“A Christian who happens to be a lesbian”, Susan Mabey’s is a name which has been more than incidental in the long struggle for LGBT inclusion in the United Church of Canada. Cited by the Chaplin Award committee for her recent bridge-building, even as a self-described ‘lightning rod’, as the multi-ethnic Toronto school where she teaches Grade 2 struggled with the new provincially-mandated health and sex education program, Susan drew national attention of a different kind in the early 1980s when she was refused ordination in the United Church of Canada due to her sexual orientation. (She very quickly established herself as a minister of Christos Metropolitan Community Church at a time when the largely-LGBT congregation was beginning to be devastated by AIDS illness and deaths.)
Her 1999 Doctor of Ministry thesis was entitled “When the Valley of the Shadow is Littered with Bones: Ministry in the Midst of Multiple Bereavements”.
The Chaplin Memorial Award was established following the death of my brother, Craig, in 2007. It is meant to lift up the outstanding vocation of an openly lgbtq person. Susan will be presented with the award as part of the Convocation of United Theological College, in Montreal this May, the tenth anniversary of Craig’s death.
This coming Thursday I am having a number of teeth and partial teeth extracted as my mouth make-over goes into high gear (This is the work that is more typically done by the fifth year of one’s sobriety but, as I didn’t think I’d live long enough to bother, I’ve waited until the tenth.) Yesh to life, as it were.
I am reminded of an occasion several years ago when I had both of my front teeth extracted. I distinctly remember going to see Les Miserables on stage with my friend William sans teeth and under the influence of a couple of Tylenol 3s.
No such plans this Thursday evening. Perhaps I’ll rent the forgettable film version of Les Mis.
It is a measure of self-compassion on this Bell Let’s Talk Day when I can slow down and remind myself of where I am and where I’ve come from.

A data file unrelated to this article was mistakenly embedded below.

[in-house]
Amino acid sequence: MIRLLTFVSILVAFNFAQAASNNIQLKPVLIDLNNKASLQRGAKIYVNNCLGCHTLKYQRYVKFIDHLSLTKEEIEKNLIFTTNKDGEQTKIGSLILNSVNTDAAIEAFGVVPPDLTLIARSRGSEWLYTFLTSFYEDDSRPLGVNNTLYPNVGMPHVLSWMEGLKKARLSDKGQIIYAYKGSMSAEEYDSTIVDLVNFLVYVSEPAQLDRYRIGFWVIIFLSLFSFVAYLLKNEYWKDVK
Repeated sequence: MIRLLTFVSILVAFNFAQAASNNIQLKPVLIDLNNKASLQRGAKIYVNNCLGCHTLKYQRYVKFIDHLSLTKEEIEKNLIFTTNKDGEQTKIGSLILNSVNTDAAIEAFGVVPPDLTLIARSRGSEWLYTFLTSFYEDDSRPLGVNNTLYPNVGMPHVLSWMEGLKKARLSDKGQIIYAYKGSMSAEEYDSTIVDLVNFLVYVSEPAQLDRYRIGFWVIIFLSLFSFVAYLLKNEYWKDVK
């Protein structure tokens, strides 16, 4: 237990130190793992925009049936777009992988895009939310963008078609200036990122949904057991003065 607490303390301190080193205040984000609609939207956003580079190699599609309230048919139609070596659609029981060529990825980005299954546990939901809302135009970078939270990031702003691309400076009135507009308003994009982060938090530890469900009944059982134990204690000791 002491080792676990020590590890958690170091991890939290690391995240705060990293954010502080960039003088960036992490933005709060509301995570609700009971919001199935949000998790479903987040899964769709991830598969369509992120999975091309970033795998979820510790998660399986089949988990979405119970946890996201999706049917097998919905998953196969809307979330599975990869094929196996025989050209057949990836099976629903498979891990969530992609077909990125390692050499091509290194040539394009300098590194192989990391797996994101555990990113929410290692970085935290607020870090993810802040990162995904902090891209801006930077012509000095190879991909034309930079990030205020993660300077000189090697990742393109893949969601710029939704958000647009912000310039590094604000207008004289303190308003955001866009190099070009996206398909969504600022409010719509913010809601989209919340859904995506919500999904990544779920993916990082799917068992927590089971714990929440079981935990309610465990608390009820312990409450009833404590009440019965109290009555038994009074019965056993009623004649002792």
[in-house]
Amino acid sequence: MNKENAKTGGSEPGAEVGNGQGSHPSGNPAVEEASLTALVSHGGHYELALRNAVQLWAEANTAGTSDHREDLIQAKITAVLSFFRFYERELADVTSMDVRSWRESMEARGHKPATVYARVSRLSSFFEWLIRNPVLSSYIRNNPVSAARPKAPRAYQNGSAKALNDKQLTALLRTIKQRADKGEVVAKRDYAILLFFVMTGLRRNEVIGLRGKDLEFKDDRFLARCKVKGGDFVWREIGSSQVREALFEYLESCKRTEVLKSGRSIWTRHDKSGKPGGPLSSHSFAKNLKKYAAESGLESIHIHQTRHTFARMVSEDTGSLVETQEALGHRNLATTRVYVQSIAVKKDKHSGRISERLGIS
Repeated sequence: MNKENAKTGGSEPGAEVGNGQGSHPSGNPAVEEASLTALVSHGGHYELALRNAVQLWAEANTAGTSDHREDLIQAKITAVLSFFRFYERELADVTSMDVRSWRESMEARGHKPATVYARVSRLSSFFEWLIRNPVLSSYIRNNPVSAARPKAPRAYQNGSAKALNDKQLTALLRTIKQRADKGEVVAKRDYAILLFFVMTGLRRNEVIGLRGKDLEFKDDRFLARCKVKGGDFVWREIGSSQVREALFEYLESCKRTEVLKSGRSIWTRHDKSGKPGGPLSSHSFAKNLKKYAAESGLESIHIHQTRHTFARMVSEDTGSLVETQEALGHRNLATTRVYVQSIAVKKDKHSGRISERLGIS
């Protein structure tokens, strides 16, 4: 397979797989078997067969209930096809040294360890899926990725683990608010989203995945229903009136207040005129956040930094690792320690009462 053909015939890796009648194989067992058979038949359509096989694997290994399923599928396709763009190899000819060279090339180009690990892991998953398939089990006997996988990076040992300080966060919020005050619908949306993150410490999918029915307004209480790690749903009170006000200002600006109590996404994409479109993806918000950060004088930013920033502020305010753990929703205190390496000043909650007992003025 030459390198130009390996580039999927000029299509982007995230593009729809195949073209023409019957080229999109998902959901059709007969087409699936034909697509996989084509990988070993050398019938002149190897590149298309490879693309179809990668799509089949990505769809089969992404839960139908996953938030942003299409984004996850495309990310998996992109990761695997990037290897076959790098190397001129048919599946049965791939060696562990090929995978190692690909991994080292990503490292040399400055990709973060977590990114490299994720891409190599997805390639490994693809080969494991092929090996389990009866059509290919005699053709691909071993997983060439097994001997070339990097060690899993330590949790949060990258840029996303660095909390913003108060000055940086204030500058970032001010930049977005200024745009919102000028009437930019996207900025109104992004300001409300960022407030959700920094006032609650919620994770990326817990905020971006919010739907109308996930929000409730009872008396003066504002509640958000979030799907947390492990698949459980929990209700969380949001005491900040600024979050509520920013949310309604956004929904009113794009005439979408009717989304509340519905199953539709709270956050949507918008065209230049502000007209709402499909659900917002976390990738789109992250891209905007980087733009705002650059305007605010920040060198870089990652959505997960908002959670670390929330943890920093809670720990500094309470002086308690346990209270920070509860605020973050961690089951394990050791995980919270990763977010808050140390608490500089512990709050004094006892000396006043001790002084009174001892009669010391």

I have a long history of, and recovery from, substance abuse – chiefly, but not solely, alcohol – begun shortly after a period of sexual abuse in my adolescence – which followed an elementary school teacher experience with hell.
Since I was diagnosed with HIV/AIDS in 1989 I have been treated for depression, and later bipolar II which is treated with medications and talk therapy.
I have been through a lot but I’m always gratified to hear of other people’s struggles on days like this.
I describe myself, rightly so I think, as a long-term survivor of AIDS and HIV. I offer as evidence my being diagnosed with HIV in 1989 and my long, slow recovery from AIDS-related Cryptosporidiosis in the early 90s – the effects of which shadow me to this day.
Over the years, due to a serious accident and other incidents, I have also been treated for major depression, post-traumatic stress disorder and bipolar II.
My mood has been mostly stable, arching towards a bit of depression after Christmas.
With the approach of Bell Let’s Talk I find myself taking stock of my mental state and wondering, what’s next?
While the good folks at the University of Toronto Faculty of Dentistry work on my smile in a major . long overdue way, I feel optimistic, not having realized how isolating broken teeth have affected me.
But now what?
I sometimes still tie my survival, and my right to pull the plug, to my mother’s life (no pressure, Mom!), having made a commitment to myself to live as long as she does.